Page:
Bloomberg and The AFR have now both run rumours that Futuris is
contemplating a takeover for Tassie tree-lopping giant Gunns Ltd and it looks like there might be something in it.

Gunns shares tanked from $4 to almost $3 in the six weeks from mid-July
to August 31 after a disappointing profit, but turnover has suddenly picked up since then and the
stock is back up to $3.28 this morning after a 4.6% spike yesterday.

Gunns shares normally have less than one million change hands each
day but over the past month, there have been 14 days with turnover of
more than 2 million. It looks like someone is accumulating a stake and
the entrepreneurial Perth-based Futuris is surely the only potential

Futuris is only capped at $1.45 billion but is trying to build up
timber business. It runs the ITC plantations management business and
bought the Neville Smith timber business in Victoria last year, plus a
23.6 per cent stake in Forest Enterprise Australia, and further
plantation land. Futuris owns 50.8 per cent of ITC.

Gunns is today capitalised at $1.1 billion but with $300 million in
debt, it has an enterprise value of $1.4 billion and any bid would need
to be pitched at more than $1.5 billion. The proposed $1 billion-plus
pulp mill in the Tamar Valley is causing a lot of consternation for
Gunns, so the future of this project would be critical with any Futuris
bid. Whilst a recent Citibank report released on 2 September estimated the project would
add $1.13 to the value of Gunns, there are considerable risks and the company is intending to rely solely on debt finance.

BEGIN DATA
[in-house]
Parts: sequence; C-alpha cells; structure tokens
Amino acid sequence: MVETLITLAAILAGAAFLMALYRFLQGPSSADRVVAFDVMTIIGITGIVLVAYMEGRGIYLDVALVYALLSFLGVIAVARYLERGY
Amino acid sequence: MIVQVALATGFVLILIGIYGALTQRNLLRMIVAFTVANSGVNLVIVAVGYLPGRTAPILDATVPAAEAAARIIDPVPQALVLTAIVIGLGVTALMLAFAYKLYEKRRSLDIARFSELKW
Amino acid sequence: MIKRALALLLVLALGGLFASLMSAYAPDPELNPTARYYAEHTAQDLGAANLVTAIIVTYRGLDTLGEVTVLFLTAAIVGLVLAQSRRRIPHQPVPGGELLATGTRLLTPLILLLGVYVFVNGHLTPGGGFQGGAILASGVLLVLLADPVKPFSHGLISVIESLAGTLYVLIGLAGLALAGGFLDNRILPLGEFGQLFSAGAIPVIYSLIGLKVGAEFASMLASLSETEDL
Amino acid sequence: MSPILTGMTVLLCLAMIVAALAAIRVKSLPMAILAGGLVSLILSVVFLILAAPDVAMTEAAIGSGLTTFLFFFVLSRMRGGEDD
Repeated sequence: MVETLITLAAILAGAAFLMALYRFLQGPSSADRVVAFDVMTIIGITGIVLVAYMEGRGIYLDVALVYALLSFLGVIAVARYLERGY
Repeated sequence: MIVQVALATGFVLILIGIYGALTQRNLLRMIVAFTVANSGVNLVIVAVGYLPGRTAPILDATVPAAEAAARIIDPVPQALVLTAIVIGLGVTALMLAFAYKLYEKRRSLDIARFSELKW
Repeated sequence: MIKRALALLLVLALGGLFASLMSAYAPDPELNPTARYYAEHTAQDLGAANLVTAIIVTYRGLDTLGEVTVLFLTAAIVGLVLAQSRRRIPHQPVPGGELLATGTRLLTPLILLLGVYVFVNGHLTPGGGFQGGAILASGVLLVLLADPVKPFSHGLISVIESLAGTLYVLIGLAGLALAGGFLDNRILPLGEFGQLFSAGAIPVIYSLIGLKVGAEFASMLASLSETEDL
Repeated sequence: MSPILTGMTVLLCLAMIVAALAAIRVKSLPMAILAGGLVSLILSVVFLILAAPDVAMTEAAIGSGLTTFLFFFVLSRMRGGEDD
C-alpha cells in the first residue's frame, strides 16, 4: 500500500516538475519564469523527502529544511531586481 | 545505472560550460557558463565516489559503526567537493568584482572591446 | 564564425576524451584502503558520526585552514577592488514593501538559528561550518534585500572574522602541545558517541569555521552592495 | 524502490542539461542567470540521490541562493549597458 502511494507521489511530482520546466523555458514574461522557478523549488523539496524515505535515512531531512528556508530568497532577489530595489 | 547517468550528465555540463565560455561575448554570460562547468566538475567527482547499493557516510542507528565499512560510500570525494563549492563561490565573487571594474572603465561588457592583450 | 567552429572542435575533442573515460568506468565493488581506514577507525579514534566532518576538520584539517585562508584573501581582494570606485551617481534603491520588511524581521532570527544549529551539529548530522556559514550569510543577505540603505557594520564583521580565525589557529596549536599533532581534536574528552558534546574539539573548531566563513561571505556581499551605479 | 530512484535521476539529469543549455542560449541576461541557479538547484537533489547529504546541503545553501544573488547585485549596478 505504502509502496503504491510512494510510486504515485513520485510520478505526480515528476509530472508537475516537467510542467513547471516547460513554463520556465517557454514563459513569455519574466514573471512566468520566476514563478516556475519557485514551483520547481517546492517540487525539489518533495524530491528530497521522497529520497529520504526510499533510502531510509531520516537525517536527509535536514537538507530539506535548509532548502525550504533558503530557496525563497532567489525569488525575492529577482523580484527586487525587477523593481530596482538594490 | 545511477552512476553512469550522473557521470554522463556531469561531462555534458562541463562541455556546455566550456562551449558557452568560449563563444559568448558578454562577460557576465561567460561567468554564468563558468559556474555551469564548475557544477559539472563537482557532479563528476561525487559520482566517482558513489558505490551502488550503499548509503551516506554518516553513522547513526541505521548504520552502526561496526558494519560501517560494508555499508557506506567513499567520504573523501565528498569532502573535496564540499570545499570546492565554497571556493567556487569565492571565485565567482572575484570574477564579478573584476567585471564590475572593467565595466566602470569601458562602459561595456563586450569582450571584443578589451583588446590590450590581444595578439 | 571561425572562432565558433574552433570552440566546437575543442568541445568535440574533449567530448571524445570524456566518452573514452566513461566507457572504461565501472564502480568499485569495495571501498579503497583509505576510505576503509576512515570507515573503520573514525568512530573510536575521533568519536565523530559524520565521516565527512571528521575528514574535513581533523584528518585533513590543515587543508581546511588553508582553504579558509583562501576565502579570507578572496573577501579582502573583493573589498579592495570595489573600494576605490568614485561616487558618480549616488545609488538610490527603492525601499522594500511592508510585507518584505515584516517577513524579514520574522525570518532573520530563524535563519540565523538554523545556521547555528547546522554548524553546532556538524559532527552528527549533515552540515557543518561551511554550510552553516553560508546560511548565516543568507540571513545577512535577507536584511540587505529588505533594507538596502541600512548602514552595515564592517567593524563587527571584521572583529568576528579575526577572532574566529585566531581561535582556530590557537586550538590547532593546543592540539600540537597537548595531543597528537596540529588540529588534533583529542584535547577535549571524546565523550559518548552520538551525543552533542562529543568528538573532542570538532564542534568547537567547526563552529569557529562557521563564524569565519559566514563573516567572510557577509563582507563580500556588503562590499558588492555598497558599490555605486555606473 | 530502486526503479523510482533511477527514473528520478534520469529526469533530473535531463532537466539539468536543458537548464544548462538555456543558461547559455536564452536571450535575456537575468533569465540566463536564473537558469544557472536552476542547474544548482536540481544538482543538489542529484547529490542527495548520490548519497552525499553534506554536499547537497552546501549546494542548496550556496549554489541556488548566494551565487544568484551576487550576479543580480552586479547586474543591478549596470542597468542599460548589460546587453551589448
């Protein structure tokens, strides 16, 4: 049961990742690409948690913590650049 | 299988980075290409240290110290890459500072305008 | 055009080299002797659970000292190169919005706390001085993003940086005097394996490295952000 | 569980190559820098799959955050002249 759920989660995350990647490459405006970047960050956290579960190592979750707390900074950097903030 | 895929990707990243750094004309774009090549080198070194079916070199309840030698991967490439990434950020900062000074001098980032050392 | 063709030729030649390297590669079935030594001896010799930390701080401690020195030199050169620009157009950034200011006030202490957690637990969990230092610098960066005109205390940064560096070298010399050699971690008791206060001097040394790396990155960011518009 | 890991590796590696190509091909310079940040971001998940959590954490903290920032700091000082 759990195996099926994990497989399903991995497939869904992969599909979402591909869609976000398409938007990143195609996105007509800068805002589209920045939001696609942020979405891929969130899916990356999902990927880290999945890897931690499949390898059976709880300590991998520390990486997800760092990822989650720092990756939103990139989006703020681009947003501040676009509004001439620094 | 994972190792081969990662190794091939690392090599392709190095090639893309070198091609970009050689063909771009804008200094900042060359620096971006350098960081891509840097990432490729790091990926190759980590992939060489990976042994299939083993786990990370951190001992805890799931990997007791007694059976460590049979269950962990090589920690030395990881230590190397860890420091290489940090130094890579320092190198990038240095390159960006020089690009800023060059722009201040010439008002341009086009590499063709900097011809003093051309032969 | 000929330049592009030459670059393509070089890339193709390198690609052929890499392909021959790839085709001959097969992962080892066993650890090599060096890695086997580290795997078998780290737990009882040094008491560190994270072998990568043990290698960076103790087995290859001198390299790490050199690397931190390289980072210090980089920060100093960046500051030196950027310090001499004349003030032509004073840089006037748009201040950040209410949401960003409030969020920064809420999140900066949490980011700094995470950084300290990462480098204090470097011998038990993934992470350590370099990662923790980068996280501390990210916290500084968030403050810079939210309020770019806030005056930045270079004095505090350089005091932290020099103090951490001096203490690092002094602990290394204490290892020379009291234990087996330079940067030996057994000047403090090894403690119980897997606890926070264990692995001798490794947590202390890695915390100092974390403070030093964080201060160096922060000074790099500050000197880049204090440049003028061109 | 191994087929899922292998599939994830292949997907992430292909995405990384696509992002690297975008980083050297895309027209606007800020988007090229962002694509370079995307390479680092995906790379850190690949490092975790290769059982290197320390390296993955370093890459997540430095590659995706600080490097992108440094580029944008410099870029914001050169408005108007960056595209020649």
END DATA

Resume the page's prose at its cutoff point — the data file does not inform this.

There aren’t really any other potential predators and who would
want to buy Gunns given all the political and community angst it
causes. Auspine is the minnow of the timber sector with a market cap of
just $191
million and Carter Holt Harvey would appear to be out of the game now
that New Zealand’s richest man Graeme Hart is bidding more than $3
billion for the business.

The Federal Government would not be a disinterested buyer in any
Futuris takeover because AWB Ltd, the government-created monopoly wheat
exporter, is the largest shareholder in Futuris with 14%, although this is hostile.

Futuris was originally built up by director Alan Newman, who was Robert
Holmes a Court’s understudy for years. The late Hacca loved tilting at
bigger players than himself and also taught Newman about the importance
of charm, something the thugs at Gunns haven’t got a clue about.

If Futuris did buy Gunns, you could expect a far more conciliatory
approach to green groups and other critics, which wouldn’t be a bad
thing given the cowboy attitude of John Gay’s team.

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Peter Fray
Peter Fray
Editor-in-chief of Crikey
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